by David Rogers, Markets Editor
Geoff Wilson is breathing a sigh of relief on the part of his shareholders after the Coalition’s election victory.
The Wilson Asset Management chairman had fought tirelessly to highlight the regressive nature of Labor’s policy to ban cash refunds for excess franking credits paid to self-managed shareholders in pension phase and not invested with the large industry super funds.
“As a fund manager, we try to stand up for our shareholders and what we believe in,” Mr Wilson told The Australian.
In his view, Labor’s policy on franking credits caused far more backlash than its leaders imagined. “The inequality posed by Labor’s policy was just gross,” Mr Wilson said.
“Retirees in industry funds would get their franking credits — close to $11 billion in refunds — whereas if you happened to be in a self-managed super fund or owned the shares in your own name, you would lose the franking credits — worth more than $6bn.”
It was a policy that Labor refused to back away from even as it sparked a fierce debate across the country.
“We didn’t want to get caught up with the politics,” Mr Wilson said.
“Our concern was all about the policy and we were standing up for our 80,000 shareholders, most of whom are self-managed retirees.
“It’s a complex issue and our real goal in the later part of last year was to make sure this was on the agenda.”
Indeed, the franking credits debate was one of the hottest topics in Australian financial markets this year. “The good thing is that it created a debate that allowed people to understand it more fully,” Mr Wilson said.
He believes the debate led younger people to understand how the policy change could unfairly penalise their older family members.
“We got nearly 4000 replies to a survey two weeks ago. Most of them were Liberal voters, some were Labor voters, but the interesting fact is that 47 per cent of them said their children and grandchildren would change their vote because of the franking credit policy,” Mr Wilson said.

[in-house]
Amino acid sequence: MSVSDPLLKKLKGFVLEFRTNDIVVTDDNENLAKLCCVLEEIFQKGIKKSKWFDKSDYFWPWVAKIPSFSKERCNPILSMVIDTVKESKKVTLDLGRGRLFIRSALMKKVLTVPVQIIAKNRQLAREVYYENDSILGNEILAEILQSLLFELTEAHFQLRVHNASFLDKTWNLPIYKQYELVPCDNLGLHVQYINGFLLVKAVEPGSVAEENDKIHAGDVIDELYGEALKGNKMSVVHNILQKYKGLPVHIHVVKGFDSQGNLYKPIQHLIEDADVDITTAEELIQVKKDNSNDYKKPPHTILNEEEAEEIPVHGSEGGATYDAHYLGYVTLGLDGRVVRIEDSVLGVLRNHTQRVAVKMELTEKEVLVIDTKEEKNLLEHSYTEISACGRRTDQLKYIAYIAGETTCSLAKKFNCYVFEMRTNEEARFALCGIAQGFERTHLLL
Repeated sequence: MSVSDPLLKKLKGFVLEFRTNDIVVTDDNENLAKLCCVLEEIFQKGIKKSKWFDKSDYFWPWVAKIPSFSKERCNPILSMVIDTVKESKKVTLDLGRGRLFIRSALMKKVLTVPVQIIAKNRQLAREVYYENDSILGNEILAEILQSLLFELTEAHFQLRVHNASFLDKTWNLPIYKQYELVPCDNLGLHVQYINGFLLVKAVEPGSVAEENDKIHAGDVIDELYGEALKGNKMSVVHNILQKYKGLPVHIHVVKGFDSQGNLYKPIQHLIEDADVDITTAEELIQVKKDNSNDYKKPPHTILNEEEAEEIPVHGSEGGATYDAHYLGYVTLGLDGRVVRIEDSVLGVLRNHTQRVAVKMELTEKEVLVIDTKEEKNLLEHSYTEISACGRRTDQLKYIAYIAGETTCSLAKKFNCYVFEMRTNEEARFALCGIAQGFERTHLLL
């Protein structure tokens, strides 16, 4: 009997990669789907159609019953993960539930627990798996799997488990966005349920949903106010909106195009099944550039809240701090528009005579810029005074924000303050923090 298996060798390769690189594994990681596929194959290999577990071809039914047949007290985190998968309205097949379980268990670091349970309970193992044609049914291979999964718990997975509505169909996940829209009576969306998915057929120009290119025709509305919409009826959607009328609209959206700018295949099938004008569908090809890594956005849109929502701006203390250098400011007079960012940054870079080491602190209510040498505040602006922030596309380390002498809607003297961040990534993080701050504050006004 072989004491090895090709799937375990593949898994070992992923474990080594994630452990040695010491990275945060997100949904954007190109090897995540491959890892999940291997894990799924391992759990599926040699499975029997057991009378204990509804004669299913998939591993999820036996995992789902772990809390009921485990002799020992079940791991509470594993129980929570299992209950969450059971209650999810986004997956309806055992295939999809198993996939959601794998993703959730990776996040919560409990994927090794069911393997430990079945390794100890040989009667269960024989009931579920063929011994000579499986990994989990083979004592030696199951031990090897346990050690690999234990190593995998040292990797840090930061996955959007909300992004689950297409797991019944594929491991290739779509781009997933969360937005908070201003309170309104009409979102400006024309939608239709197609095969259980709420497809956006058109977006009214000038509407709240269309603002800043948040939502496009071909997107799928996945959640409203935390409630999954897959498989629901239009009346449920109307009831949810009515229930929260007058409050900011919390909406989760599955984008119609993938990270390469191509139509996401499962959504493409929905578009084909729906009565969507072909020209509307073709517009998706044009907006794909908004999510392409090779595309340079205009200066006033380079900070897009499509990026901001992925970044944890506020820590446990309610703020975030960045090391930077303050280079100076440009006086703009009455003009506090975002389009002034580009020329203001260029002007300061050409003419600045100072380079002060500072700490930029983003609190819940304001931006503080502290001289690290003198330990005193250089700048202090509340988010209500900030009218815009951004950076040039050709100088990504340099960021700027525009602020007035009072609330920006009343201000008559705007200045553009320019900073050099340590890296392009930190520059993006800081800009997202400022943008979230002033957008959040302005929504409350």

“While the biggest swing in the demographic was in people 65 years and over — purely because of the retirement tax — the survey suggested that such a change in policy would have had an intergenerational effect on voting intensions.”
Mr Wilson said the effect on voting intentions of this “grossly regressive” change in tax policy was underestimated.
“Labor kept saying this only affected a very small part of the population,” he said. “What they missed was that it was going to have an impact on their families. Their children were aware it wanted to take up to 40 per cent of their parents’ or grandparents’ income on a permanent basis.”
He now expects a rebound in listed investment companies (LICs), the prices of which were discounted on the sharemarket since late December amid expectations of a change in franking credits policy after a widely expected Labor victory.
Australian Foundation Investment Company (the nation’s largest LIC), for example, swung to a 3.9 per cent discount to its net asset value, after trading at a 5 per cent premium in December.
Mr Wilson said there was a “buyers strike” — either because no one was prepared to buy, or people were selling to reposition their portfolios before the policy change. “So this outcome (the Coalition victory) is very positive for the LIC sector,” he said.
However, there was a “silver lining” in Labor’s plan to change the franking policy in that it encouraged companies to pay out excess franking credits in advance of the election, a trend Mr Wilson said they should continue.
“A lot of companies had paid tax and kept the franking on their balance sheets, so there was close to $50bn in excess franking,” he said. “The positive effect of Labor’s policy is that billions of dollars of franking credits have been paid out.”
Mr Wilson also expects a strong “relief rally” in the broader sharemarket and the dollar.